Krakow's shops. Domestic garment industry produces solid clothes
at solid prices. Three-piece suits start under 300 euro, leather
jackets at 200 euro or so. At the market’s lower end, taken up
by local clothiers, jackets are for about 50 euro, trousers 30
euro, coats 120 euro, lamb-wool turtlenecks 40 euro, etc.
Buying clothing for women in Krakow's stores.
Those bent on the likes of Versace and Gianfranco Ferre may come
by leftovers of some last year’s designer pret-a-porter
collection in one or another of Krakow boutiques. Yet the
mainstream women’s clothes in downtown stores and shopping malls
arrive from the mid-size Polish and European garment makers
whose labels are often obscure beyond the national borders.
Internationally recognizable labels with strong presence in
Krakow are Zara and H&M. Most evening dresses are priced at
about 400 euro, skirts at 100 euro, women’s coats at 350 euro.
And plenty of small boutiques throughout the city sell the
output of midget local producers, in that number happen shops
specializing in (very) limited series by Krakow’s aspiring young
Shopping in Krakow for casual and sportswear.
One finds outlets trading exclusively in the wares of Levi’s,
Wrangler’s, Adidas’, Nike’s, Benneton’s and the like everywhere
in downtown Krakow and in the city’s shopping malls. The same
with their less known and sometimes cheaper competitors. A pair
of Levi’s 501 is usually available for roughly 80 euro.
Footwear in Krakow's shops.
Fashionable high heels come with price-tags of euro 90 to 200.
Quality men's shoes may cost anything between 80 euro and 350
euro. On average the world-brand sneakers, be it Nike or Puma or
Addidas, cost an equivalent of about 80 euro.
Purchasing books and magazines in Krakow.
Besides books in Polish most of Krakow’s downtown bookstores
have a limited stock of paperback foreign literature, mostly
classics and recent bestsellers in English, German and French.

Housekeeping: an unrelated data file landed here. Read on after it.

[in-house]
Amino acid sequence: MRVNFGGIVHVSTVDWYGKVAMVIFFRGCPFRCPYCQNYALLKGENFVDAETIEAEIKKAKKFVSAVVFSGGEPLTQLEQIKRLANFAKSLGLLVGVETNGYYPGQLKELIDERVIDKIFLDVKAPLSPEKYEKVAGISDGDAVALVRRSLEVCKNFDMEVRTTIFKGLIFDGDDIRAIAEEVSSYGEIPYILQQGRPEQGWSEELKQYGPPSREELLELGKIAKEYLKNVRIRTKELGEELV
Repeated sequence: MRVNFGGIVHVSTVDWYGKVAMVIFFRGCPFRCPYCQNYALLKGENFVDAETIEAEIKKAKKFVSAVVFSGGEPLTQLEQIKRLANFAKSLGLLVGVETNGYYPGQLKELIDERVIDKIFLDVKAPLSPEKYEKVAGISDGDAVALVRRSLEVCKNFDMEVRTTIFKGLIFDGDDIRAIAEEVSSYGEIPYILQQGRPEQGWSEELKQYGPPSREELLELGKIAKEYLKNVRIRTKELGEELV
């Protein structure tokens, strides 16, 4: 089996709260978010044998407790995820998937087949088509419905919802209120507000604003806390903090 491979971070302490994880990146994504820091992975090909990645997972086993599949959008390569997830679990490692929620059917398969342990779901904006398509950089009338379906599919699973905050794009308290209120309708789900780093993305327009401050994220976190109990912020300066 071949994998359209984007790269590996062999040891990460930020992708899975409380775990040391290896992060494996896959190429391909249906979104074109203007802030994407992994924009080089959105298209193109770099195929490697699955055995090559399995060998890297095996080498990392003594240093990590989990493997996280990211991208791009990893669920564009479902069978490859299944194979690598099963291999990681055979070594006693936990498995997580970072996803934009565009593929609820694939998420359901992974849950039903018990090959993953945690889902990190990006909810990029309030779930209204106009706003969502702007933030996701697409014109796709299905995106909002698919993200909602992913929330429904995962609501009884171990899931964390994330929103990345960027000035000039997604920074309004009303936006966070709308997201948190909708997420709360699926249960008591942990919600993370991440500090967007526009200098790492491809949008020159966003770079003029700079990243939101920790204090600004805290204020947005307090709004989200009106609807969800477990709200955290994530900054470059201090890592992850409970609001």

They often sell the best-known foreign weeklies and magazines as
well. Also newsstands in the biggest Krakow hotels vend foreign
press. But do not be surprised that a copy of a day-old
newspaper costs sometimes tenfold the cover rate, whereas most
foreign magazines are reasonably priced.
Buying music and film in Krakow.
New CD releases of international stars and Hollywood movies
on DVD and Blu-rays are available in Krakow about the time they are
launched in the Western Europe. Big-name CDs cost 10 to 15
euro or so. Blockbuster DVDs sell for about fifteen euro,
Blue-ray discs for roughly 25 euro. Many older movies are
available at DVD format for as little as an equivalent of
four euro or less.
The nearest grocer and/or
a local supermarket remains a main source of foodstuffs for most
Krakow dwellers though a great many of them opt for purchases by
cartload in one of the mushrooming ‘hipermarkets’. There are
also loyal patrons of marketplace stalls trading in fresh farm
products. Anyway, local staples generally hold their ground
against imports, though the latter have largely taken to
themselves the up-market niches. Average bread loaf costs one euro or
so, a six-pack of the Polish beer is an equivalent of six euro,
price of kilogram of domestic apples equals one euro or so, the
average cost of imported French cheese is some 15 euro a
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Buying real estate
You can still get property cheap in Krakow. But with a
couple of million euro you may have a centuries-old palace.
There are over 25,000 welcoming Krakow beds, available in the city's